ATP Tour Official Tournament

Boom & Bust: Fritz Says Volatility Has Its Rewards

26 July 2023 By Paul Macpherson
Tokyo Take-Off! Shapovalov Serves Past Johnson
World No. 9 looking to convert solid starts into final runs after consistent but not spectacular 2023 season


Stock market investors looking to build long-term wealth are routinely told that smooth, consistent results over time will deliver better returns than making frequent trades chasing a home run. Time in the market is more important than timing the market, they say.

Tennis, however, has a way of rewarding volatility, and players typically have a 52-week time horizon (for rankings purposes) rather than a multi-year focus. Get hot during a few key weeks of the year and you can walk away with big paydays and a bunch of Pepperstone ATP Rankings points critical for tournament entry, seedings and year-end contract bonuses.

In 2022, Taylor Fritz caught fire at key moments and won three titles, including his first ATP Masters 1000 crown in Indian Wells and the ATP 500 in Tokyo (on the back of a week of hotel isolation due to Covid-19 protocols). He also qualified for the Nitto ATP Finals.

In 2023 the Californian is on pace to top the 46-match wins tally of last season, but he has just one title to show for his year and he has some work to do to hold onto his place in the Top 10 after reaching a career-high No. 5 in March. Boasting 34 wins year to date, Fritz has gone deep in many tournaments, but has reached just one final, at February’s Delray Beach Open, which marked his fifth career crown.

“The Tour doesn't reward consistency as much as it does kind of going boom or bust, winning titles and losing in the first round,” Fritz said.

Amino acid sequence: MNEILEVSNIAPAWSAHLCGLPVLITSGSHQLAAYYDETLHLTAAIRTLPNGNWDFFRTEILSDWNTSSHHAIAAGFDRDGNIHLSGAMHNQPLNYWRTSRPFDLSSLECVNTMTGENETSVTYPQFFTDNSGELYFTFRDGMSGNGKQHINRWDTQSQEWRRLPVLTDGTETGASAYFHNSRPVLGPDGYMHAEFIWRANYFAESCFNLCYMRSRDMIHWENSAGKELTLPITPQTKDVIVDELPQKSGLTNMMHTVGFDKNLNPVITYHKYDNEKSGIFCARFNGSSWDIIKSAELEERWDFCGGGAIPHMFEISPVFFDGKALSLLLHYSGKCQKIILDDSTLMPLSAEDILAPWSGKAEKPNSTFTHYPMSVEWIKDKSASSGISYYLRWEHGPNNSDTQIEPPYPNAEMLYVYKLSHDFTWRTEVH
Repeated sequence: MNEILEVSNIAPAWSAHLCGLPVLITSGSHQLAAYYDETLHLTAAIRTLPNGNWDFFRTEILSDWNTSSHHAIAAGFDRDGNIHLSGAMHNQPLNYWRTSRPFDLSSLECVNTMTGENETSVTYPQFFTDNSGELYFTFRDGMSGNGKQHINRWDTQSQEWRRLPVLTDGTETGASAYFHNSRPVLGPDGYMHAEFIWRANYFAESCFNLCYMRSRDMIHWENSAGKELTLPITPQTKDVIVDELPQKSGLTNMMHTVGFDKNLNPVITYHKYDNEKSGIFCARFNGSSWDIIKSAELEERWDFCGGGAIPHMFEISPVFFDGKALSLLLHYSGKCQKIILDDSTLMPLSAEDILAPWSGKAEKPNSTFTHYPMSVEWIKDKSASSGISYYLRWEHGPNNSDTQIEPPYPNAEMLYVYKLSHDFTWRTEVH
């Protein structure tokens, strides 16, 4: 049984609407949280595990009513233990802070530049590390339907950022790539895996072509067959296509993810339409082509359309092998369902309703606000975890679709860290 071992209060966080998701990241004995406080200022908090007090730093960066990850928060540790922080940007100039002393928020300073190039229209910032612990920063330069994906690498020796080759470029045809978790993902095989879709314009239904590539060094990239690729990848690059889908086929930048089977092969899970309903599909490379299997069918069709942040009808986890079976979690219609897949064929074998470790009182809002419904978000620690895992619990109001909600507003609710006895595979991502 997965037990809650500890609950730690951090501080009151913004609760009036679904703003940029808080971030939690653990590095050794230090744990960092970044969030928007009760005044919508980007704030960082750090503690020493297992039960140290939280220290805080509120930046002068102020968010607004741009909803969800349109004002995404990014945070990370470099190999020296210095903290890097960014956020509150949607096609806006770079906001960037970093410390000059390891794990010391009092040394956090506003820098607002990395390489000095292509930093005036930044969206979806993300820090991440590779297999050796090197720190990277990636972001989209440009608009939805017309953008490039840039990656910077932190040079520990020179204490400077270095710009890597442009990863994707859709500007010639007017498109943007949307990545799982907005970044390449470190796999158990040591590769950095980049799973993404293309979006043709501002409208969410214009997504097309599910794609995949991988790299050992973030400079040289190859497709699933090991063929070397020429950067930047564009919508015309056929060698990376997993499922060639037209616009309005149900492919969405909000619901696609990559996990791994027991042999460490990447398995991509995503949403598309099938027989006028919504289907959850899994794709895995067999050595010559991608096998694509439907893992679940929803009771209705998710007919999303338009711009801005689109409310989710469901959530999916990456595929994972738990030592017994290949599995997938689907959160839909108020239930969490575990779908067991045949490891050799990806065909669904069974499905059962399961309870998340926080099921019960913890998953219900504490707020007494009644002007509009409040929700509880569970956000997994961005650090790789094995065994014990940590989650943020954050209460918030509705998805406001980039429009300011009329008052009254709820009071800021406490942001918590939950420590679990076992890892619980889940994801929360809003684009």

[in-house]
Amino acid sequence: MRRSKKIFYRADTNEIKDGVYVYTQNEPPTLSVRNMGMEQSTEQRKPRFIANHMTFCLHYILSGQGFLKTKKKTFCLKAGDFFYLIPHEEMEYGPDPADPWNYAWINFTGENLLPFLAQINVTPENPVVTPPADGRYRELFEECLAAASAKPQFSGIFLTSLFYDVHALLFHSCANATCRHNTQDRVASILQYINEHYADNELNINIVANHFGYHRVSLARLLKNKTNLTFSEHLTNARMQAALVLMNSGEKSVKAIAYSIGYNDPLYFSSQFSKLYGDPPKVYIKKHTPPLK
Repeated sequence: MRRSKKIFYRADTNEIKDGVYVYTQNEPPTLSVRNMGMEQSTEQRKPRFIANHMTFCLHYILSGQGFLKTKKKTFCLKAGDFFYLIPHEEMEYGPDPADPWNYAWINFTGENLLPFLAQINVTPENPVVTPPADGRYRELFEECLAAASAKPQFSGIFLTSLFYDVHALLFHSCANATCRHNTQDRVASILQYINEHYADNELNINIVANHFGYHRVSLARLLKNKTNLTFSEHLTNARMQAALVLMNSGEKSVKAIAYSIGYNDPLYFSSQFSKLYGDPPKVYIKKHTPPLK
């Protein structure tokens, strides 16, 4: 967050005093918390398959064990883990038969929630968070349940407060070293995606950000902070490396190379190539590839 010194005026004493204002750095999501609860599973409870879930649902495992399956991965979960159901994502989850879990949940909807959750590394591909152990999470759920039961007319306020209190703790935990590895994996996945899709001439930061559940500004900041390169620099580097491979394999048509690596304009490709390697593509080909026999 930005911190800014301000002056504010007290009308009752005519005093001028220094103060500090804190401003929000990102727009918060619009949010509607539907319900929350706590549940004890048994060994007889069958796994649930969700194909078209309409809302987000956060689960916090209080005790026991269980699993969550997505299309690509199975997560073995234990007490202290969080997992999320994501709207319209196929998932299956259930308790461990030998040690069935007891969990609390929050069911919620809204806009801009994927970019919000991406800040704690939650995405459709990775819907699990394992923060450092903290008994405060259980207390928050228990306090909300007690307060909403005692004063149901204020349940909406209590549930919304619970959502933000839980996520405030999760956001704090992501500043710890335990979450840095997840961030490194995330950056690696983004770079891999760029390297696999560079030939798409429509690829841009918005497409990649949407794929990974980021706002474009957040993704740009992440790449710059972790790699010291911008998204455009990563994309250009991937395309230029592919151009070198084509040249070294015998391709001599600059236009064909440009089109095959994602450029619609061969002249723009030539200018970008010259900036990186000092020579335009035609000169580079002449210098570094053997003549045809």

“I started this year pretty strong and I’ve had more consistent results than last year. I've put myself a lot deeper in a lot of tournaments this year but I’ve just kind of let some matches slip away that I maybe didn’t let happen last year… if I won a couple of matches I would just go on and win the tournament, which is very rewarding rankings-wise."

As he begins his North American hard-court campaign at the Atlanta Open, the 25-year-old sits ninth in the Pepperstone ATP Live Race To Turin. He is setting himself for a big push to gather points during one of his favourite swings of the year to strengthen his claim for a place at the Nitto ATP Finals  for the second consecutive year.

“I'm nine in the Race, which is pretty encouraging because I feel like I've underperformed a lot and can do way better,” the Netflix Break Point star said. “With the many big matches I've lost, I think it's encouraging for the rest of the year.

“I just need to play stronger in the big moments in the big matches. I'm just kind of just letting those get away from me.

“Success can come at random times. My biggest points tournament so far this year is Monte-Carlo on clay, which I wouldn’t expect. Obviously hard courts are very good for me. It’s going to take a big result, perhaps a final or a win at a Masters 1000 or a title in Washington and Atlanta to push higher. That’s what I’m looking for.”

Fritz’s recent run during the grass season, where he won just two of five matches, has marked the only time during his 2023 campaign that he has suffered a string of early-round defeats. But after a strong training block after Wimbledon, Fritz is well positioned to do some damage during the hard-court swing according to coach Michael Russell.

"We're looking to have a good hard-court season coming up. He trained really hard after Wimbledon, and I think that's given him a lot of motivation,” Russell said.

"On the grass the margins are so fine; a few of the matches he lost were so close. It can come down to a couple of tie-breaks and a couple of shots. But in general, I feel that he's been playing well and his fitness is getting better, which is the main thing. He needs to be stronger, more explosive."

Top-seeded Fritz plays his opening-round match at the Atlanta Open Thursday against China’s Wu Yibing.